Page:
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Tim

Putting books on the back burner.

United States | Member Since 2011

792
HELPFUL VOTES
  • 400 reviews
  • 404 ratings
  • 933 titles in library
  • 19 purchased in 2015
FOLLOWING
13
FOLLOWERS
106

  • A Face in the Crowd

    • UNABRIDGED (1 hr and 19 mins)
    • By Stephen King, Stewart O'Nan
    • Narrated By Craig Wasson
    • Whispersync for Voice-ready
    Overall
    (236)
    Performance
    (219)
    Story
    (218)

    Dean Evers, an elderly widower, sits in front of the television with nothing better to do than waste his leftover evenings watching baseball. It’s Rays/Mariners, and David Price is breezing through the line-up. Suddenly, in a seat a few rows up beyond the batter, Evers sees the face of someone from decades past, someone who shouldn’t be at the ballgame, shouldn’t be on the planet. And so begins a parade of people from Evers’s past, all of them occupying that seat behind home plate. Until one day Dean Evers sees someone even eerier….

    Tim says: "Perfect Match"
    "Perfect Match"
    Overall
    Performance
    Story

    After listening all of Stephen King's books that have ever been published, I am still excited to read another title from SK, even if its just a very short story. As a SK's follower, the constant reader knows that King have a passion for baseball.

    I even read the "Faithful", about the Red Sox winning in 2004. It's not a surprise that he would write a story on the game, but what is surprising, that he had a co author for "A Face in the Crowd." Maybe because Stewart O'Nan was a co author of the "Faithful" also.

    It is a perfect match between the two authors because they are both die hard into baseball.

    Nevertheless, SK's novels and his novellas never gets old.

    Unless you are a huge Red Sox fan, skip "Faithful: Two Diehard Boston Red Sox Fans Chronicle the Historic 2004 Season", because its a baseball diary between Stephen King and his friends.

    As for "A Face in the Crowd", its a classic writing, short and demented.

    4 of 4 people found this review helpful
  • The Rape of Nanking

    • UNABRIDGED (8 hrs and 3 mins)
    • By Iris Chang
    • Narrated By Anna Fields
    Overall
    (293)
    Performance
    (148)
    Story
    (151)

    In December 1937, in the capital of China, one of the most brutal massacres in the long annals of wartime barbarity occurred. The Japanese army swept into the ancient city of Nanking and within weeks not only looted and burned the defenseless city but systematically raped, tortured and murdered more than 300,000 Chinese civilians. Amazingly, the story of this atrocity- one of the worst in world history- continues to be denied by the Japanese government.

    Douglas says: "Powerful"
    "Maybe Worst than the Holocaust"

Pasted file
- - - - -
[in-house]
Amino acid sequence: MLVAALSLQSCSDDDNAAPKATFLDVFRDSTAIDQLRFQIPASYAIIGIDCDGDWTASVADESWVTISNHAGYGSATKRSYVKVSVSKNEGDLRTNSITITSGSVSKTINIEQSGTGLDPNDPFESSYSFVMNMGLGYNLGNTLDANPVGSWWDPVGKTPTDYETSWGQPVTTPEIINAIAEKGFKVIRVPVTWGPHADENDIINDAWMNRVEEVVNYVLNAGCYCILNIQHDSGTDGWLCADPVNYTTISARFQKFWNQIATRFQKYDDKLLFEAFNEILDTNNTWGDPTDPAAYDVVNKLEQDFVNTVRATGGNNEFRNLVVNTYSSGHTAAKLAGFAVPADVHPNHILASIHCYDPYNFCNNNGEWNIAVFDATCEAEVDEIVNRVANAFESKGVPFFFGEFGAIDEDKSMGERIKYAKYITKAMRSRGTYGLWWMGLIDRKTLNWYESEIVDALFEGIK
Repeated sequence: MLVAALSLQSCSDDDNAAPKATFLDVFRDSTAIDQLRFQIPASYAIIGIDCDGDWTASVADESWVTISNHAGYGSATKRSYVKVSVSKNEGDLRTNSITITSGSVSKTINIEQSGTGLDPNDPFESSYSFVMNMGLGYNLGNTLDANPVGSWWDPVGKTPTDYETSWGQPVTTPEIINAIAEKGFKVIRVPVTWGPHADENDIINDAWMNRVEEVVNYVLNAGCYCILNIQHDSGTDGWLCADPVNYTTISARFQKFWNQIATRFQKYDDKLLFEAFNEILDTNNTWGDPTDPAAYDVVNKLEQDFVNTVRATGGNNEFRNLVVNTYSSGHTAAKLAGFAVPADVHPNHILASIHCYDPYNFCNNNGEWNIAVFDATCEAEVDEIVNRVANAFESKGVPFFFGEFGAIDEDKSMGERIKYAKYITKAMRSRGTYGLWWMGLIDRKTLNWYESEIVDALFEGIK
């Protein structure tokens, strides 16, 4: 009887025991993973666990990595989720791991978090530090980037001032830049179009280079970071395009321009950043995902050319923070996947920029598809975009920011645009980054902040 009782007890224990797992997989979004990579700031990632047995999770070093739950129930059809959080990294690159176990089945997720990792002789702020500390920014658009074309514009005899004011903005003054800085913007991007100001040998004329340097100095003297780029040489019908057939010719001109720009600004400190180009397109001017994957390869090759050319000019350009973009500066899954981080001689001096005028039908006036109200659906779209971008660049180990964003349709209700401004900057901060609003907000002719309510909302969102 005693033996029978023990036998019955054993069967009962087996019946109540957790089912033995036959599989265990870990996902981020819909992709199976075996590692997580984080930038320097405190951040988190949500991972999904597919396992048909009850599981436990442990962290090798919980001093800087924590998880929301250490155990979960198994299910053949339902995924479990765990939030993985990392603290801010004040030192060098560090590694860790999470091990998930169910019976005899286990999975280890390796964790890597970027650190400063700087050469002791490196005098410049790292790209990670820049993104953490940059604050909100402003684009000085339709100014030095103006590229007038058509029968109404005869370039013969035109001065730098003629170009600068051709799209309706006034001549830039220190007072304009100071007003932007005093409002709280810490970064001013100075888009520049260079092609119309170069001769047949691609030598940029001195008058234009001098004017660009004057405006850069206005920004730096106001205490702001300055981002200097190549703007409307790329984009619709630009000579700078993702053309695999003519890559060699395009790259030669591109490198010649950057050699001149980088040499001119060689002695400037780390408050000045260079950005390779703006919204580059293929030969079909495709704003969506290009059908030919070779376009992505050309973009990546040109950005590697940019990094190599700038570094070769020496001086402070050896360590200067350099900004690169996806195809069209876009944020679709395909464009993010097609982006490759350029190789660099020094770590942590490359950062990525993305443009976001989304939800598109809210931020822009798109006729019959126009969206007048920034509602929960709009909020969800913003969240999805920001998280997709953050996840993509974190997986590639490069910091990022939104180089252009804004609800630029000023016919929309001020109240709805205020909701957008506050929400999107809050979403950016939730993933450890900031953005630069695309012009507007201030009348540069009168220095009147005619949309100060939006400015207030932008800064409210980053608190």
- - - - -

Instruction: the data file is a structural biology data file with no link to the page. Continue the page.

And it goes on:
Overall
    Performance
    Story

    A good friend of mine suggested that I should read "The Rape of Nanking." Many times I get great reads from my friends, even though I may not be interested. We all have different taste and different options, but that is what is so great about reading. Between my friends and I, we have read almost all books on the Holocaust, but never on Nanking. I couldn't stop listening to this one.

    It's horrifying as heck what the Japanese soldiers did to the Chinese. I almost lost my lunch when I heard about the raping and torture in Nanking, but I couldn't stop listening.

    Iris Chang drove the subject matter in my brain, wanting me to read more and more. I never heard about Nanking until I bought this book.

    After reading "The Rape of Nanking", I understand why The Bird was so punishing with Louis Zamperini in Unbroken. Laura Hillenbrand never explained why the Japanese was so hard on their POW's. She never gave us an insight of their soldiers. Unbroken was all about Zamperini's life.

    Iris Chang shed some light on the culture and the mindset of the Japanese and the hatred of the Chinese during the massacre.

    As I kept reading, I was cross referencing in my mind between the two books and I understand why Zamperini went through hell in the prison camp. At that time, the Japanese had so much hate for all other races. In a way, Nanking was worst than the Holocaust simply because Adolf Hitler over shadow the world.

    Unlike the Jews, Nanking hasn't been retold from its survivors.

    0 of 0 people found this review helpful
  • The Girl on the Train: A Novel

    • UNABRIDGED (10 hrs and 59 mins)
    • By Paula Hawkins
    • Narrated By Clare Corbett, Louise Brealey, India Fisher
    • Whispersync for Voice-ready
    Overall
    (16526)
    Performance
    (13771)
    Story
    (13764)

    Rachel takes the same commuter train every morning. Every day she rattles down the track, flashes past a stretch of cozy suburban homes, and stops at the signal that allows her to daily watch the same couple breakfasting on their deck. She’s even started to feel like she knows them. "Jess and Jason," she calls them. Their life—as she sees it—is perfect. Not unlike the life she recently lost. And then she sees something shocking. It’s only a minute until the train moves on, but it’s enough. Now everything’s changed. Unable to keep it to herself, Rachel offers what she knows to the police, and becomes inextricably entwined in what happens next, as well as in the lives of everyone involved. Has she done more harm than good? Compulsively readable, The Girl on the Train is an emotionally immersive, Hitchcockian thriller and an electrifying debut.

    L. O. Pardue says: ""Rear Window" Meets "Gone Girl""